Not Your Father's Talmud

Rabbi Adam Chalom of Kol Hadash Humanistic Congregation in suburban Chicago explores the Talmud from a Humanistic perspective, one page a day.

Location: Highland Park, Illinois, United States

Rabbi Adam Chalom is the Rabbi of Kol Hadash Humanistic Congregation in suburban Chicago. He is also the Assistant Dean for the International Institute for Secular Humanistic Judaism.

Saturday, July 09, 2005

Forget Shabbat - Shabbat 68

A great principle – a klal gadol – of Shabbat observance brought up by the Mishnah and elaborated by the Talmud concerns violation through ignorance. As understood through Talmudic interpretation, if someone forgets that there is such a thing as Shabbat and commits many prohibited labors on many Shabbats, they are liable for only one sin offering for all of it. If you know about Shabbat but forget that it’s Shabbat at that moment and break many rules, you’re liable for each Shabbat you’ve broken. And if you know that it’s Shabbat and what that means, you’re liable for every primary category of labor you break, once per category even if you write or sew many times. In short, unlike our common understanding of laws, ignorance of the law IS an excuse.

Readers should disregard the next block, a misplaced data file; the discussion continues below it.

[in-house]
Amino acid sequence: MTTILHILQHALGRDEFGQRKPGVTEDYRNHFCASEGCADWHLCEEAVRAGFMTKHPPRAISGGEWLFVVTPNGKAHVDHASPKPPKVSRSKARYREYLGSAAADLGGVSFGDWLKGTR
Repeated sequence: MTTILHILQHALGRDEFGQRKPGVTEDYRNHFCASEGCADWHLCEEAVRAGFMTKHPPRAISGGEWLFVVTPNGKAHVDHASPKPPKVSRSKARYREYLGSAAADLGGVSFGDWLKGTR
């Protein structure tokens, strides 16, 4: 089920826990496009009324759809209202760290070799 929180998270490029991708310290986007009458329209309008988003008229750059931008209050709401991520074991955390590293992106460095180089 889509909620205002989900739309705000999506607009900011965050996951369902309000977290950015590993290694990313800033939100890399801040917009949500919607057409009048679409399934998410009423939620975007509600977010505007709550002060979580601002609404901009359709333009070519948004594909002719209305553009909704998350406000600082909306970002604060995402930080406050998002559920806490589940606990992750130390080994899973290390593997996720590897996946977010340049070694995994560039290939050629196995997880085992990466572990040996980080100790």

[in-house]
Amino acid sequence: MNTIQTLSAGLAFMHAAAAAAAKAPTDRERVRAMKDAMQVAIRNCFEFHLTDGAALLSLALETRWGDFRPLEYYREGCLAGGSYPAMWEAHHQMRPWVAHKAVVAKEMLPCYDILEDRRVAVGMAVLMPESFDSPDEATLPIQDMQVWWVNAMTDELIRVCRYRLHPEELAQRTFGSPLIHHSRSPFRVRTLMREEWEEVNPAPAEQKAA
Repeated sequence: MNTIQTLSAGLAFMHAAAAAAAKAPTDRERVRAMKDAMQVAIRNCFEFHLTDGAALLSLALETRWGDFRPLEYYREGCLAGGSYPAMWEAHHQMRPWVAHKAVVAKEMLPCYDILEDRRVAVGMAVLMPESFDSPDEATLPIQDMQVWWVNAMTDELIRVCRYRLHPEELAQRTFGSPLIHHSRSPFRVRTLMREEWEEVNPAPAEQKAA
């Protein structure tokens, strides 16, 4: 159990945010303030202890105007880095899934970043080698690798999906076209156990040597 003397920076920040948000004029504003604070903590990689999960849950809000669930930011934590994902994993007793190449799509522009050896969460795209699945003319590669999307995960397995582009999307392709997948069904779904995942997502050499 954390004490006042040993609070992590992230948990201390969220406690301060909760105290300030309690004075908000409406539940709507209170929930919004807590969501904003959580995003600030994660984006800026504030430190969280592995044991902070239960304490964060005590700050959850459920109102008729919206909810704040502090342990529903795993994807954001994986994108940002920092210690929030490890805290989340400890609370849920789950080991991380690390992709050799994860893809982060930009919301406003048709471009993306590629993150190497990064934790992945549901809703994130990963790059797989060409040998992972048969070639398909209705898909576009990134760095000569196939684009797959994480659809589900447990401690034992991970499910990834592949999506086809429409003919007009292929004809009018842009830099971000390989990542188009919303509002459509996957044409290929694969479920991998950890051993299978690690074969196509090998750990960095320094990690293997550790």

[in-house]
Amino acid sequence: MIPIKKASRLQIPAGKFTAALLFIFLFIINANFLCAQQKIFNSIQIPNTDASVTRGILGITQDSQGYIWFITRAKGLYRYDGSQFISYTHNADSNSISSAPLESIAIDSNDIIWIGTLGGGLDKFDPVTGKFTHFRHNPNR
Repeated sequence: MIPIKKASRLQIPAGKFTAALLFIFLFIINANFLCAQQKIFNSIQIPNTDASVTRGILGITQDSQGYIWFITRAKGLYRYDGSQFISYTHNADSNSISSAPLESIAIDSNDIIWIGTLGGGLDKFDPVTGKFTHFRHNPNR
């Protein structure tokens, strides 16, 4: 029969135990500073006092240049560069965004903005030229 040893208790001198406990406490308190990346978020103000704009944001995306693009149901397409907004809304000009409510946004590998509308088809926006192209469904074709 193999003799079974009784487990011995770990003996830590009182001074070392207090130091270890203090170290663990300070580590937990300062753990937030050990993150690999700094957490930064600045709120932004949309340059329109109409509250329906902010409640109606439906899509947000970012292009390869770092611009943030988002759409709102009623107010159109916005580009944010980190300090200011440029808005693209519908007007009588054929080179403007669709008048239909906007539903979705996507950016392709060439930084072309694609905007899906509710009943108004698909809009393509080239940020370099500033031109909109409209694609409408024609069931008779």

Who would be someone who wouldn’t know what Shabbat is but still be expected to observe it? After all, non-Jews are not required to observe Shabbat, so if they don’t know what it is it doesn’t matter. Rab and Samuel agree that someone not knowing what Shabbat is must be a case like a child taken captive among nokhrim [strangers, Gentiles], or someone who converted to Judaism while still among nokhrim. But it could be the case for either of those examples that they DID know what Shabbat was at one time – the child from their early experience or the convert from early instruction. In that case, some feel they should be liable as anyone else who just forgot that it was Shabbat, but others would not blame them for their violations.

The experience of “hidden children” during the Holocaust has strong echoes of this discussion – some of those children were given to other families so young that they forgot what it meant to be Jewish. And they certainly could not observe Shabbat while hiding among non-Jewish families, even if they remembered what they were supposed to do and not do. And the “convert” example could connect for us with people who discover that their parents or grandparents had been Jews and they never knew it – Stephen Dubner’s Turbulent Souls: A Catholic Son’s Return to his Jewish Family tells his own story of being raised by devout Catholics in upstate New York who were both born Jews in New York City and abandoned it. Or former Secretary of State Madeline Albright would be another. From an ethnic point of view, we are glad they have discovered their roots. From a Jewish law perspective, as we’ve seen, it can raise different challenges.

Rabbi Adam Chalom